This book documents the first five years of life of the children of the influential Millennium Cohort Study, which is tracking almost 19,000 babies born in 2000 and 2001 in England, Scotland, Wales and Northern Ireland. This book is the second in a series of books which will report on the findings from the data and follows on from Children of the 21st century: From birth to nine months (The Policy Press, 2005). It takes an extended look at the children's lives and development as they grow and begin formal education, and the implications for family policy, and service planning in health and social services.
The chapters in this book are written by experts across a wide range of social science and health fields and form a unique look at the early lives of children that cuts across disciplinary boundaries. It is essential reading for academics, students and researchers in these fields. It will also be of relevance to policy makers and practitioners with an interest in children's early years, family life, child development, child poverty, childcare and education and health care.
"Written by experts from a variety of disciplines, the book takes an extended look at the children's lives and development as they begin formal statutory education, as well as service planning in early years, health and social services... Throughout, the book acknowledges that many initiatives designed to support children and families are, at best, in their own infancies; it is still too early to gauge their impact on the millennium children." Children & Young People Now
"This is a 'must read' book for those interested in the MCS, child well-being, ethnic diversity and modern family life." Christine Skinner in Journal of Social Policy
"By following the development of a cohort of 5-year olds, this book offers new insights into social, economic and family life in Britain; it is a 'must read' for everyone who wants to understand the processes shaping childhood today." Angela Dale, Manchester University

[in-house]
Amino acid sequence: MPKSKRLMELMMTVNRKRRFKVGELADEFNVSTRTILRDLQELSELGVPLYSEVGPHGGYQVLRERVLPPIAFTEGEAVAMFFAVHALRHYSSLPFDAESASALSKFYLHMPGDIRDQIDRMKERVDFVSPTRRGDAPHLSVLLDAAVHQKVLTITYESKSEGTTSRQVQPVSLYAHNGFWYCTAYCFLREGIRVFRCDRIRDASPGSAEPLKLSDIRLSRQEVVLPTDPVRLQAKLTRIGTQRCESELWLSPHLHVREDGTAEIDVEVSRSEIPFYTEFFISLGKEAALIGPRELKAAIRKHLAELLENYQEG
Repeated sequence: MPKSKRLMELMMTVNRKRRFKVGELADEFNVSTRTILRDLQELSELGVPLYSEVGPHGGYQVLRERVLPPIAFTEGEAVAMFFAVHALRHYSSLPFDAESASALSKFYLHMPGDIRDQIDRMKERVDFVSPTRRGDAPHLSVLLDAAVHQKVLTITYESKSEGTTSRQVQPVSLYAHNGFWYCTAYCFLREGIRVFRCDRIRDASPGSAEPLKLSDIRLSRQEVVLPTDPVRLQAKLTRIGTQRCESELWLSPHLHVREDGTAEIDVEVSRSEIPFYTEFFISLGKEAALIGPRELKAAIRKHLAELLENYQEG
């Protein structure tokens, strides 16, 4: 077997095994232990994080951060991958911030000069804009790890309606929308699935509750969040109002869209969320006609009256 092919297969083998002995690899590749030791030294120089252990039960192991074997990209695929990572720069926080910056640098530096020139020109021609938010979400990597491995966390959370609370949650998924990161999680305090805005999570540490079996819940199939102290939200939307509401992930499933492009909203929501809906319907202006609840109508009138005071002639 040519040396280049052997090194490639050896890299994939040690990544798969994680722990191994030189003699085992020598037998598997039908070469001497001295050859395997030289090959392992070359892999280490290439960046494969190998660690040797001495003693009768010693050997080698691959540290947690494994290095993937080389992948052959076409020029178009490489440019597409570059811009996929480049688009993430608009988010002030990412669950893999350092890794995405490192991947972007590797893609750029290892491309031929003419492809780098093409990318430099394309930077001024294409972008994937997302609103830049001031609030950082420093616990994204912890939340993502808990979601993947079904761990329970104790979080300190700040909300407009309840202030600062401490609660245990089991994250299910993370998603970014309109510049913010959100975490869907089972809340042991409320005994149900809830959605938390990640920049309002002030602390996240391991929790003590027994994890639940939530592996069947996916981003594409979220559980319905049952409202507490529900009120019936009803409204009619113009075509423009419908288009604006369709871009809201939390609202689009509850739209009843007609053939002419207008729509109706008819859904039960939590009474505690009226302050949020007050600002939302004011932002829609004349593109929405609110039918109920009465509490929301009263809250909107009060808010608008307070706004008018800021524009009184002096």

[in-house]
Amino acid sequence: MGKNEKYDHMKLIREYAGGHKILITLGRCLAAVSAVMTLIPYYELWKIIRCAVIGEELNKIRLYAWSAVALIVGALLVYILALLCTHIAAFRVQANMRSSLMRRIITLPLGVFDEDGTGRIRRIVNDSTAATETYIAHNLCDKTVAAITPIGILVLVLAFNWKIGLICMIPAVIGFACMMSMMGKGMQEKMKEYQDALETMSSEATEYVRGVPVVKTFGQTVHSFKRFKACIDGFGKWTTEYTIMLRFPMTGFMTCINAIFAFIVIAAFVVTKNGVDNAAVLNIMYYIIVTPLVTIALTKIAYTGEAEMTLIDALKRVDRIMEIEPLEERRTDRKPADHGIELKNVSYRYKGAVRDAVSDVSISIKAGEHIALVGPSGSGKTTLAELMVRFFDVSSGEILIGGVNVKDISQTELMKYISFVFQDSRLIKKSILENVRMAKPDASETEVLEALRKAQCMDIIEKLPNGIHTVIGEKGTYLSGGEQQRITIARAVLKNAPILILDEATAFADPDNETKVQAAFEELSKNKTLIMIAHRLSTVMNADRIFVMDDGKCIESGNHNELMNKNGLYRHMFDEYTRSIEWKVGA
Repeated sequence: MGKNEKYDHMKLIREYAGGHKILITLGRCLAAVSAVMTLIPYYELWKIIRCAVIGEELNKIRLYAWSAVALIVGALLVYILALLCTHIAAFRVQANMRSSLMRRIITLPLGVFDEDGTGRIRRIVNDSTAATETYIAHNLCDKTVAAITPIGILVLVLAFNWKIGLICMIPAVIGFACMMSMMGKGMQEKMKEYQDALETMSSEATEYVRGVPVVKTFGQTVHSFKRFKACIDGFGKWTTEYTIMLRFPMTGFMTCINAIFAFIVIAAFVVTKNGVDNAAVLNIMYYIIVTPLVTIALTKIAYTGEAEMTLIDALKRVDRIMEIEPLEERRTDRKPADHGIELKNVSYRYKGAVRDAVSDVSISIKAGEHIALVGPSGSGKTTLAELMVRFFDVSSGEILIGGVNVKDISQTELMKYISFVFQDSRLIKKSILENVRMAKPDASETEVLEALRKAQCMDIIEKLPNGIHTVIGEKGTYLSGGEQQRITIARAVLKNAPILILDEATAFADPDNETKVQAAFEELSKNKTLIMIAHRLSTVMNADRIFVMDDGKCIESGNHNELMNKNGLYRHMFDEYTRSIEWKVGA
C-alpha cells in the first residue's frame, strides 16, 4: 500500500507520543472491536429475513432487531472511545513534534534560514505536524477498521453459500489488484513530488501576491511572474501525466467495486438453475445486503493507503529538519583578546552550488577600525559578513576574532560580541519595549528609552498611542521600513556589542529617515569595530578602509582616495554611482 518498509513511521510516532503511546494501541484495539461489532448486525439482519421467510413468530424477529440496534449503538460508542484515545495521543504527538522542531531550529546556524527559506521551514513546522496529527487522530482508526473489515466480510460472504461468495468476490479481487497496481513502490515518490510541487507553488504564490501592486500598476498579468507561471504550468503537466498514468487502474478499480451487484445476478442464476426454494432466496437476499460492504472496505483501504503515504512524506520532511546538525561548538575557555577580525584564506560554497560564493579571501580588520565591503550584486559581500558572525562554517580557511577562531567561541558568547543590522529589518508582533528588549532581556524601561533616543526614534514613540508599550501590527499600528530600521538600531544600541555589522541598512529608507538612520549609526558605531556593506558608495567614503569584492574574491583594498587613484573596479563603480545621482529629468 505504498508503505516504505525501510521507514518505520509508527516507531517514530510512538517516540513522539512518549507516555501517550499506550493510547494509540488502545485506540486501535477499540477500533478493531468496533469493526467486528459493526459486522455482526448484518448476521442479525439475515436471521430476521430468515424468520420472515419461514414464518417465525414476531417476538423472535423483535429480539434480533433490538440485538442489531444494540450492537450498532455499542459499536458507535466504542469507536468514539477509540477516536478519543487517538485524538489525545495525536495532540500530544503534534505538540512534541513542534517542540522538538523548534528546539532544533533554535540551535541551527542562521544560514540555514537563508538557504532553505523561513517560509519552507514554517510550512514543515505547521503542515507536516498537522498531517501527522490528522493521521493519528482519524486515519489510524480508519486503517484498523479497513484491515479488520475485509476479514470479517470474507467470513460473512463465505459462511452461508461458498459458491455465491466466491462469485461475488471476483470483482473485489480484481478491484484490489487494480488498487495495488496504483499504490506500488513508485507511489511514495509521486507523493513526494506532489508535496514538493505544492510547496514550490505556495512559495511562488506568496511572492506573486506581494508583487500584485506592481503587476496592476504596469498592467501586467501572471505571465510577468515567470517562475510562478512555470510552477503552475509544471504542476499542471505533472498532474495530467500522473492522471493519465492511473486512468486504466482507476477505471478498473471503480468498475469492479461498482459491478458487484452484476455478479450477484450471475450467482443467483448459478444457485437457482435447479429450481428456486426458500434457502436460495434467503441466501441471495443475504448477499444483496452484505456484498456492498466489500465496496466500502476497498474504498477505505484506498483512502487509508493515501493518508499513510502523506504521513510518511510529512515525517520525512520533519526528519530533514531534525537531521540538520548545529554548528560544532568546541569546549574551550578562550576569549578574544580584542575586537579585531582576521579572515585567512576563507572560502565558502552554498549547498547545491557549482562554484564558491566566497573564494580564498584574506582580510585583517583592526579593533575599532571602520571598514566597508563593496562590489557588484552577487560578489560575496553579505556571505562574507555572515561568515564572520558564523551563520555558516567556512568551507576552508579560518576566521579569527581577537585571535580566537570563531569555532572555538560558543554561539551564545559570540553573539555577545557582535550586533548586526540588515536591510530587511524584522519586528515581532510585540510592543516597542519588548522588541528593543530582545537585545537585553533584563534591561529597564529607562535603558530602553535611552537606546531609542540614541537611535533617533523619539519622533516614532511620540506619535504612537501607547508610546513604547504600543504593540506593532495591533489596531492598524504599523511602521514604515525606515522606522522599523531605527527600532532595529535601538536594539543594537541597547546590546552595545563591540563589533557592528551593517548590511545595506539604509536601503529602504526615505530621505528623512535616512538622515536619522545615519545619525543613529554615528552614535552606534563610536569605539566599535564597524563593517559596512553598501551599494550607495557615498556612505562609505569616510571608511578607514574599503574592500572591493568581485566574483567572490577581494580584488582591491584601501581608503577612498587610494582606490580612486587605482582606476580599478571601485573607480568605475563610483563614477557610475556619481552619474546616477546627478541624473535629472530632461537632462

"This book brings together analyses of the UK's most recent birth cohort by leading experts. The result is a unique and multidisciplinary portrait of how young children are faring at the start of 21st century." Jane Waldfogel, Professor of Social Work & Public Affairs, Columbia University School of Social Work, New York
"If you want to know how young children in the 21st Century are faring in
the U.K., the book by Hansen, Joshi, and Dex is a must-read!" Jeanne Brooks-Gunn, Virginia and Leonard Marx Professor of Child Development, Columbia University
Shirley Dex is a Professor of Longitudinal Social Research at the Institute of Education, University of London.
Heather Joshi, Director of the Millennium Cohort Study, is Professor of Economic Demography and head of the Centre for Longitudinal Studies , Institute of Education, University of London.
Kirstine Hansen is the Research Director of the Millennium Cohort at the Centre for Longitudinal Studies, Institute of Education, University of London.
Introduction ~ Heather Joshi, Kirstine Hansen and Shirley Dex; Child poverty in first five years of life ~ Jonathan Bradshaw and John Holmes; Ethnicity, community and social capital ~ Alice Sullivan; Parental relationships and parenting ~ Elizabeth M. Jones; Partnership trajectories, parent and child well being ~ Kathleen E. Kiernan and Fiona K. Mensah; Employment trajectories and ethnic diversity ~ Shirley Dex and Kelly Ward; Neighbourhoods and residential mobility ~ Sosthenes C. Ketende, John W. McDonald and Heather Joshi; Childcare in the pre-school years ~ Fiona Roberts, Sandra Mathers, Heather Joshi, Kathy Sylva and Elizabeth Jones; Changes in inequality and intergenerational mobility in early years assessments ~ Jo Blanden and Stephen Machin; Ethnic inequalities in child outcomes ~ Lorraine Dearden and Luke Sibieta; School Choice ~ Kirstine Hansen and Anna Vignoles; Teacher assessments in the first year of school ~ Kirstine Hansen; Childhood overweight and obesity ~ Lucy Jane Griffiths, Summer Sherburne Hawkins, Tim Cole, Catherine Law and Carol Dezateux; Risk and resilience in childhood ~ Ingrid Schoon, Helen Cheng, and Elizabeth E. Jones; Parental and child health ~ Yvonne Kelly and Mel Bartley; Conclusions ~ Heather Joshi, Kirstine Hansen and Shirley Dex.